My mother, my sister and I read a lot of the same books–mostly from the libraray, and discussed them quite a bit–very valuable. We also read and enjoyed such pap as “Woman” and “Woman’s Own”–weekly magazines of absolutely no intellectual value at all. I went on reading them through university–in fact a group of us took turns buying them and passing them around.

    Michael, I first read “The Anatomy of Melancholy” only a few years ago and still dip into it as does my husband who dropped it in front of me when he had finished reading it. Yes, it is magnificent. The world of writing would be much lesser without it.

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    • Right! I must definitely read The Anatomy of Melancholy now!

      I think we’ve all read books that lack much in the way of intellectual content. My own preferred area is that of creepy ghost stories. But eventhere, if teh quality of writing is poor, it jars and detracts from my enjoyment. That’s a problem, I suppose: once one gets to know the finest malt whiskies, the inferior blended quality is no longer palatable; but in compensation, one gets to admire whiskies of genuine quality, and that is far finer experience than getting drunk on cheap whiskies that burn the throat. Of course, fine whiskies are more expensive than poor quality whiskies, but this is where literature is at an advantage: Middlemarch costs no more than does Twilight! 🙂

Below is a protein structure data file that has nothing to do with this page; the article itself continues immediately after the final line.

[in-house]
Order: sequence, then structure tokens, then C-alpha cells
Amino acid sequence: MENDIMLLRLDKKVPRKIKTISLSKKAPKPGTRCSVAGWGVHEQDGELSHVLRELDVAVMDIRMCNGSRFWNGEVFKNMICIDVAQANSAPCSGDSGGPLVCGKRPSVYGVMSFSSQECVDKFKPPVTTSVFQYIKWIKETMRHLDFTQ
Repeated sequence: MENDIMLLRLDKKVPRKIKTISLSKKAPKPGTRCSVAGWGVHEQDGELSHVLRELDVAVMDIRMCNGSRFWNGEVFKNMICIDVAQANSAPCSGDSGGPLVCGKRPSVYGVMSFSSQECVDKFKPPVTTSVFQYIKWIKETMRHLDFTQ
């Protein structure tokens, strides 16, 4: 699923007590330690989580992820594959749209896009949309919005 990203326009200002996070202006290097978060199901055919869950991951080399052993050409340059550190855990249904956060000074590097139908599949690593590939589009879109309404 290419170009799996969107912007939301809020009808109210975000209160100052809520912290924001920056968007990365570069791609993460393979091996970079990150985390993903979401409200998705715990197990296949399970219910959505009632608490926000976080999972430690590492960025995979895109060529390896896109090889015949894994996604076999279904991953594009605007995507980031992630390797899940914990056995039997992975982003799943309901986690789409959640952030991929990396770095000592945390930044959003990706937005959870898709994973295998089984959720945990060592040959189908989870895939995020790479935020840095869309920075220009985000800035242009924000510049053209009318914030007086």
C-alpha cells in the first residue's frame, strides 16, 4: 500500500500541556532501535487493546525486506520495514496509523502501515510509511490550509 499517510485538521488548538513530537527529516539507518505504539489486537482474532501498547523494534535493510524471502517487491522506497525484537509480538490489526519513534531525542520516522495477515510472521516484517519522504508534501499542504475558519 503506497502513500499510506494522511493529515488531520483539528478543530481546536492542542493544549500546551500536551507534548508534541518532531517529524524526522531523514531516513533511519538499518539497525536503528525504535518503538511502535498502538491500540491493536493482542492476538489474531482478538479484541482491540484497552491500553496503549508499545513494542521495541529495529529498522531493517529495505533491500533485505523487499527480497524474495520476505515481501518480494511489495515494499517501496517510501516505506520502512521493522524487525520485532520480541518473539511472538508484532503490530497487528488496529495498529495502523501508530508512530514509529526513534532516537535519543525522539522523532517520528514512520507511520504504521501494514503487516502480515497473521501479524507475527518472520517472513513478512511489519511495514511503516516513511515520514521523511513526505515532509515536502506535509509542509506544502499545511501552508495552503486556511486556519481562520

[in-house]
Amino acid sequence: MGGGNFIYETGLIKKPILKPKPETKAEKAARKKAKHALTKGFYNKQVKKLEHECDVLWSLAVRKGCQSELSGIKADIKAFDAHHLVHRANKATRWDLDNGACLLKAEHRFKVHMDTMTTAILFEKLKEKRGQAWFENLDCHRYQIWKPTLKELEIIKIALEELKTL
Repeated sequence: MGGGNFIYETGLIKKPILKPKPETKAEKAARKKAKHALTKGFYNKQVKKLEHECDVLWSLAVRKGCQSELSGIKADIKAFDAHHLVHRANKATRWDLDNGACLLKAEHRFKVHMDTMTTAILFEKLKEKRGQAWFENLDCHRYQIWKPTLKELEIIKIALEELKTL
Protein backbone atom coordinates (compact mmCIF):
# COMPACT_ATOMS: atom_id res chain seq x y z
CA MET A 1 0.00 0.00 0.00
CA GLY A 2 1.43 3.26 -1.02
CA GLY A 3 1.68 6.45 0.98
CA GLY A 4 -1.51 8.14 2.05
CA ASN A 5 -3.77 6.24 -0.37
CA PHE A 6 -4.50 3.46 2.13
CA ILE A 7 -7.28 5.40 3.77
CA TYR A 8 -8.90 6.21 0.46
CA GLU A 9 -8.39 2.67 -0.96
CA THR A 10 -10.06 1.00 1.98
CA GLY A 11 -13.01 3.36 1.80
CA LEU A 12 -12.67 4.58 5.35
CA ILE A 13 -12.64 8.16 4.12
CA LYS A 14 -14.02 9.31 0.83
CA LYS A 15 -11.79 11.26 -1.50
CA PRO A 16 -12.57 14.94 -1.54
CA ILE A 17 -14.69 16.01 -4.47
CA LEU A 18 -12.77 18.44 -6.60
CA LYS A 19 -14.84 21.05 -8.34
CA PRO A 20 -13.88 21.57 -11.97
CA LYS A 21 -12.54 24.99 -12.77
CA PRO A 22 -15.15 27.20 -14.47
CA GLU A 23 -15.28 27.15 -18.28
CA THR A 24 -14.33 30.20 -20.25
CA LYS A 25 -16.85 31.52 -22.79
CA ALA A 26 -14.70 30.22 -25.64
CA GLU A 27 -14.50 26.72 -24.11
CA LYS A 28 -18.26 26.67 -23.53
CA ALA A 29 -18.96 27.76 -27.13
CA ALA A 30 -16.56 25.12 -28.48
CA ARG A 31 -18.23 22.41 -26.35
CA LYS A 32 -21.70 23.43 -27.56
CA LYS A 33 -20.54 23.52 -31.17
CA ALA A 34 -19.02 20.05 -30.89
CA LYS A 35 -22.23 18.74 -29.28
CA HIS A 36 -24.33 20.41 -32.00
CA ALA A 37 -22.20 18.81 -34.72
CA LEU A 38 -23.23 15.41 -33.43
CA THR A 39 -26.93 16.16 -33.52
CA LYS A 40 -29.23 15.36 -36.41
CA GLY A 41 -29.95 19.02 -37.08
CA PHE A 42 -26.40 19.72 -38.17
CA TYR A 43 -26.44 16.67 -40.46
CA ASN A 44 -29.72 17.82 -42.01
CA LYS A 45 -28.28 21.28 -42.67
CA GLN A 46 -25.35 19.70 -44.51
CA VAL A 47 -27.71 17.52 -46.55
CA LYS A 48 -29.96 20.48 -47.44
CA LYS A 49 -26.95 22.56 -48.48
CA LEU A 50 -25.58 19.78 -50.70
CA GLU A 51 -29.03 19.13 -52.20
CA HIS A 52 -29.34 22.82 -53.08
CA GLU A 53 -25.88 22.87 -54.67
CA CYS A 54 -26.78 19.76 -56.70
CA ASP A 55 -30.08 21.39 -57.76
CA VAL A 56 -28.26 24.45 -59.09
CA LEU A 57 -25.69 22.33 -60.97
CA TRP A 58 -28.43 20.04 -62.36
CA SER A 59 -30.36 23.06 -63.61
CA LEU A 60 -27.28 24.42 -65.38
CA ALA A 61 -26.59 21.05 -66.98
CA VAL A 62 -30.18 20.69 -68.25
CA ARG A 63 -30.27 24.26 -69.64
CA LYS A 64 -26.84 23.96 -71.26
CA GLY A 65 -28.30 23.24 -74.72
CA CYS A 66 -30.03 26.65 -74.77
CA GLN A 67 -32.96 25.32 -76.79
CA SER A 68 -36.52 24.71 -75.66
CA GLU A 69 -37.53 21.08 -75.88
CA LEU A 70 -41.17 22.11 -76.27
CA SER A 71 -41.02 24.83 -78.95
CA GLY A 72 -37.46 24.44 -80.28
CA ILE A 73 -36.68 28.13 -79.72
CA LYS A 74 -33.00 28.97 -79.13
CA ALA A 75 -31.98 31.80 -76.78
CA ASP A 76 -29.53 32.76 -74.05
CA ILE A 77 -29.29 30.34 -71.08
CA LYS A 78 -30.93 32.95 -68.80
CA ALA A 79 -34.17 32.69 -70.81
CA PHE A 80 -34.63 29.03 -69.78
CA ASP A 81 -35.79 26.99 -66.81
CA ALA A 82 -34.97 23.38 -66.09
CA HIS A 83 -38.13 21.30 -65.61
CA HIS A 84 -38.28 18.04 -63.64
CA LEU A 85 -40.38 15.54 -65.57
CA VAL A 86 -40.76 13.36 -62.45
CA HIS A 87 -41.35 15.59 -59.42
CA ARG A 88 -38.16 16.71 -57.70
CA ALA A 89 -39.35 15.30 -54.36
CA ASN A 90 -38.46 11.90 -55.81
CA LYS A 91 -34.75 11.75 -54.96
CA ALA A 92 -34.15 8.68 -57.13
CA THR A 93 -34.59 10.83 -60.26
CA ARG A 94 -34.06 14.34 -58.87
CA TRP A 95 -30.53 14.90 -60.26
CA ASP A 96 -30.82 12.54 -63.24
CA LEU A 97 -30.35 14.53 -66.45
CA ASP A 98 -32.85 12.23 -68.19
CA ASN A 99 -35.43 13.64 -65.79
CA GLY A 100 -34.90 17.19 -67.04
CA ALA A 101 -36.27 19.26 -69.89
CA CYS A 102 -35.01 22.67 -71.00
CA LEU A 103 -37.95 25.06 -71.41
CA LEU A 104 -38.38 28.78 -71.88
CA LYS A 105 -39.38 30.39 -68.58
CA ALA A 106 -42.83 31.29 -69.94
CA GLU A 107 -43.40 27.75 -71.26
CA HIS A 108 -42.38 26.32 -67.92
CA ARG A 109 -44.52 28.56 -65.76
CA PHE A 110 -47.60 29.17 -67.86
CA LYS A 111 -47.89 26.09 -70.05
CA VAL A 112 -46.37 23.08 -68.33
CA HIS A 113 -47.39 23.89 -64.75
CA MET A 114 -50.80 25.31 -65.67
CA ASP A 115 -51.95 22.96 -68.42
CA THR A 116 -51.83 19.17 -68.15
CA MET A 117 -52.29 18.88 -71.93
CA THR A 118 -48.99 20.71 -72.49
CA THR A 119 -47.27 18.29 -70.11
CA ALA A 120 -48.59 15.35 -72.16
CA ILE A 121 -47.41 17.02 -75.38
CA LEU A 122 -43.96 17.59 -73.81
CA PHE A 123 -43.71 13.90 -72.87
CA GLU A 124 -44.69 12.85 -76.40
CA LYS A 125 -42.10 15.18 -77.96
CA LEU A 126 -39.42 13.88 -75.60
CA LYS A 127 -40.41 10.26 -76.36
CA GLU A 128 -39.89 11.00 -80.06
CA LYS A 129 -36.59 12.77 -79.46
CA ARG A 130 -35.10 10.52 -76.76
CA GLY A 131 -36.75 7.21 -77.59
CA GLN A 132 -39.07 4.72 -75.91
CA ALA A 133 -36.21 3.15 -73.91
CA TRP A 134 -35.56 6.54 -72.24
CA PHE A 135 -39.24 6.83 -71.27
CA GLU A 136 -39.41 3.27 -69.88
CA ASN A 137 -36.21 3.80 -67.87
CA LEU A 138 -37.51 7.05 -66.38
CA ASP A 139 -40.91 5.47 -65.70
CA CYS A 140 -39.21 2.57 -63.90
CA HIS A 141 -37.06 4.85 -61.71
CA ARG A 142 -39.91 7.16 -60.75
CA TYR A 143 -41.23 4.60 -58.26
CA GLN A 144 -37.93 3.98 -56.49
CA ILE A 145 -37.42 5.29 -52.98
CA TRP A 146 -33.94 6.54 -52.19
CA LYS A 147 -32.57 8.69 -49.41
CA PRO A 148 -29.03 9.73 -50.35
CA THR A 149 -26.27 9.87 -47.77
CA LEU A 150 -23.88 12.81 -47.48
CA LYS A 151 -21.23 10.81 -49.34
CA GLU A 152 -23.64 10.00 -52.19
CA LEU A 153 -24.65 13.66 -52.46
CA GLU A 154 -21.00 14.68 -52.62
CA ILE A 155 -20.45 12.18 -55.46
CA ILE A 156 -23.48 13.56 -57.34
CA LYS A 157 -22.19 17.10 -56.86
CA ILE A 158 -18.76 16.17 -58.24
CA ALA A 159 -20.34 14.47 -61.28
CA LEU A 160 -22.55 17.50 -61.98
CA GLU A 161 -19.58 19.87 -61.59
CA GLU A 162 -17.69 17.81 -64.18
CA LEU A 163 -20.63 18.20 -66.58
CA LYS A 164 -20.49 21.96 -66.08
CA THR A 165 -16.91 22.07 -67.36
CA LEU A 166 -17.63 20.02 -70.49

All the best, Himadri

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  7. Superb post, as ever. I especially loved the William Faulkner fact at the end! I think Middlemarch, though ‘one of the few novels written for grown-up people’ (in Virginia Woolf’s immortal words), is a bit like a complex US TV drama like Deadwood or (though I’ve never watched it) The Wire: you have to give it time, as the tapestry is so expansive, it’s peopled with so many characters you have to get to know, and it eschews any easy clear-cut black/white delineation of character or plot development. But it’s all the more rewarding for that.

    Reply

    • Hello Oliver, and thank you for that. (And welcome to this blog, by the way!)

      Middlemarch is a wonderful novel, isn’t it? It always makes me think of that line from Wordsworth – “fade into the light of common day”. Dorothea and Dr Lydgate start off with such noble ideals: nothing comes of them – they “fade into the light of common day”. As all our dreams do, more or less. But, reading this novel, although you end up feeling a bit melancholy, you also feel that the “light of common day” is not perhaps that bad: it’s the light most of us live by, after all!